The small moths in the family Geometridae that are coming to the lights right now are unable to increase their metabolic rate for heat production. They don't have the energy to spare, because they don't feed as adults. Their mouth parts and digestive system are reduced and non-functional. Investment in these structures would be wasted because they fly mainly in winter when there are hardly any nectar-sources available, even here in Arizona. So they rely on the resources that they amassed during their larval state. Still, the light, slender males are able to fly in cold temperatures due to their large wing size and special adaptations in their enzymatic make-up. Interestingly, in many species the heavier females of these winter moths are wingless and earth-bound.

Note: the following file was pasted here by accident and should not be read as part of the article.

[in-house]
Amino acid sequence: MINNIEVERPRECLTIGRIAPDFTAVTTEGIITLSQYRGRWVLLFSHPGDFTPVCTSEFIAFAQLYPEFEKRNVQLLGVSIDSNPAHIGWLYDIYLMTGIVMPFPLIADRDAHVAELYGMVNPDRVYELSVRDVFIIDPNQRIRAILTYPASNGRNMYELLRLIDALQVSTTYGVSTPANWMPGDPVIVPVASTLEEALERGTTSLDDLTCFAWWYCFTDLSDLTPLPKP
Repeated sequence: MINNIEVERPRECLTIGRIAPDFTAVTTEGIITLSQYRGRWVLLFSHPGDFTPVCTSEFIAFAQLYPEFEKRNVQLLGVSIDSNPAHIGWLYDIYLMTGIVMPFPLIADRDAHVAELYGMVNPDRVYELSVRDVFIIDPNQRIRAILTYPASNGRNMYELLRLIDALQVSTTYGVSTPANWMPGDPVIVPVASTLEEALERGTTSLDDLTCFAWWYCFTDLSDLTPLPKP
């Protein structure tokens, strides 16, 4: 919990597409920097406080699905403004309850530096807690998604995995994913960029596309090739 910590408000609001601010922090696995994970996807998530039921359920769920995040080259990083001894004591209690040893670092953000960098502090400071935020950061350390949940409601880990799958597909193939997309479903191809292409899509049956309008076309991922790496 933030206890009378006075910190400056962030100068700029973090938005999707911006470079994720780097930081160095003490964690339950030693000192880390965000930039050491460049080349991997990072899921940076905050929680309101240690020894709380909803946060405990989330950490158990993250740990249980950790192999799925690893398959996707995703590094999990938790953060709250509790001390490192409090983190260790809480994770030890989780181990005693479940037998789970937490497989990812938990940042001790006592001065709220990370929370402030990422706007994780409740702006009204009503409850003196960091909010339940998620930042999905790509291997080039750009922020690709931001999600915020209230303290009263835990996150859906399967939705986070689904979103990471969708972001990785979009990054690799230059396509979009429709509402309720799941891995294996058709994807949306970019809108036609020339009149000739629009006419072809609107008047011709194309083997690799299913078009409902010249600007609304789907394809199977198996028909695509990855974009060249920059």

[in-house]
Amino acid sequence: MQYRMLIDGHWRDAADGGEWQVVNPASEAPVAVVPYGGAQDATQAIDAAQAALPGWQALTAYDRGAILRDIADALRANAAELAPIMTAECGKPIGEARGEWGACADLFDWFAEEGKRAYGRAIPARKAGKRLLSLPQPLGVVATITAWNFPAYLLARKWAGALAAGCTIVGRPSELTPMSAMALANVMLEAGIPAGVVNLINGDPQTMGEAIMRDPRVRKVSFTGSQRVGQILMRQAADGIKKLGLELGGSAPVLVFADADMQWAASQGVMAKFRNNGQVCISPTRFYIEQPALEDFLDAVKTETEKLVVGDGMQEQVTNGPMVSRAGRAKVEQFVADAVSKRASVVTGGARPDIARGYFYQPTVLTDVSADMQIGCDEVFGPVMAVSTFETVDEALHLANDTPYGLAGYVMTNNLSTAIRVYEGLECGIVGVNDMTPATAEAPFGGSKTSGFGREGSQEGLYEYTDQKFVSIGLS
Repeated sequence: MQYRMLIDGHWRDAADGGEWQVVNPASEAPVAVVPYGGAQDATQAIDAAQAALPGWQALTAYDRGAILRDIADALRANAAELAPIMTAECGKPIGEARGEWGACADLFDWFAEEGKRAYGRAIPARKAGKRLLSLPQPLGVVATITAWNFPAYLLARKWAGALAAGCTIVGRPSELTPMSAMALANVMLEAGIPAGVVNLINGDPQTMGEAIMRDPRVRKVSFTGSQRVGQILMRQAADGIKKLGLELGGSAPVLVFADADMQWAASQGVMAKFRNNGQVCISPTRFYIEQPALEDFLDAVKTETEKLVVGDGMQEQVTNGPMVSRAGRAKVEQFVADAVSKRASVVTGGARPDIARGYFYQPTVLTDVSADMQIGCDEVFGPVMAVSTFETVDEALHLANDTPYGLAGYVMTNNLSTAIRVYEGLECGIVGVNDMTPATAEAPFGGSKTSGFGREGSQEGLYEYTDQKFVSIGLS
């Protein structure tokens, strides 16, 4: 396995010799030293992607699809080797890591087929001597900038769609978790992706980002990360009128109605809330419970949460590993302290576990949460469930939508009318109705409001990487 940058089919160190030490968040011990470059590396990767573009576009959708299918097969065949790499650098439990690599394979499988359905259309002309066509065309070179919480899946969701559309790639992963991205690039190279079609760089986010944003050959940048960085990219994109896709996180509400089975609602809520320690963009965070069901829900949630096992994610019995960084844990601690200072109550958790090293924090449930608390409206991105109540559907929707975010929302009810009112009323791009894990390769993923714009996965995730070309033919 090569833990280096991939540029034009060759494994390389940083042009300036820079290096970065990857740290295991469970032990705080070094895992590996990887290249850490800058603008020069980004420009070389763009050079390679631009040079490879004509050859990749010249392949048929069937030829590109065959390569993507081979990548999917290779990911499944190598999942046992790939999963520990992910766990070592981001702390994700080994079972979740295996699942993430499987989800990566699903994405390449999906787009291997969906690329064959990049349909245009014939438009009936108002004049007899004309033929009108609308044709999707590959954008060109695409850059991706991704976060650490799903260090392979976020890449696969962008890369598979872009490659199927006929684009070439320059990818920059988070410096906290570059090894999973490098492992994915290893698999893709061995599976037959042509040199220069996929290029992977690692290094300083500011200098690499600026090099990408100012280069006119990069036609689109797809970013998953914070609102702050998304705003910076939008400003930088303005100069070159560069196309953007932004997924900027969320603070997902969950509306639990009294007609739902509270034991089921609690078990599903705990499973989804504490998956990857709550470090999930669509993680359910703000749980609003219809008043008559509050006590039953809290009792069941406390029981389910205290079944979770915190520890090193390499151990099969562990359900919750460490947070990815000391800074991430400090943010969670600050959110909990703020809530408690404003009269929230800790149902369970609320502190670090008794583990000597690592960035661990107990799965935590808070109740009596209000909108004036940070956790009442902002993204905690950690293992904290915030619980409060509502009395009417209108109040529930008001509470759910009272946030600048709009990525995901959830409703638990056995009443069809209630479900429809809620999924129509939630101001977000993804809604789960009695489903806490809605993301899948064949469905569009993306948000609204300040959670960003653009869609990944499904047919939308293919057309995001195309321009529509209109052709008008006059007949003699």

Dactylolabis (Eudactylolabis) vestigipennis

Surprisingly little is known about crane flies, considering that some winged species are inch-long and in-your-face-obnoctious if you sit outdoors by candle light on warm summer evenings. The larvae usually feed on decaying plant tissue; some species are carnivorous, and others damage the roots of cereal and grass crops. Most are found in semi-aquatic or at least moist habitats. The feeding habits of the short lived adults are not well described. Some possess a long slender proboscis and feed on plant nectar. Not surprisingly, I couldn't find any info on the life cycle of this tiny (11mm) inconspicous species.

The tip of the abdomen

the narrow thorax with reduced wings

the head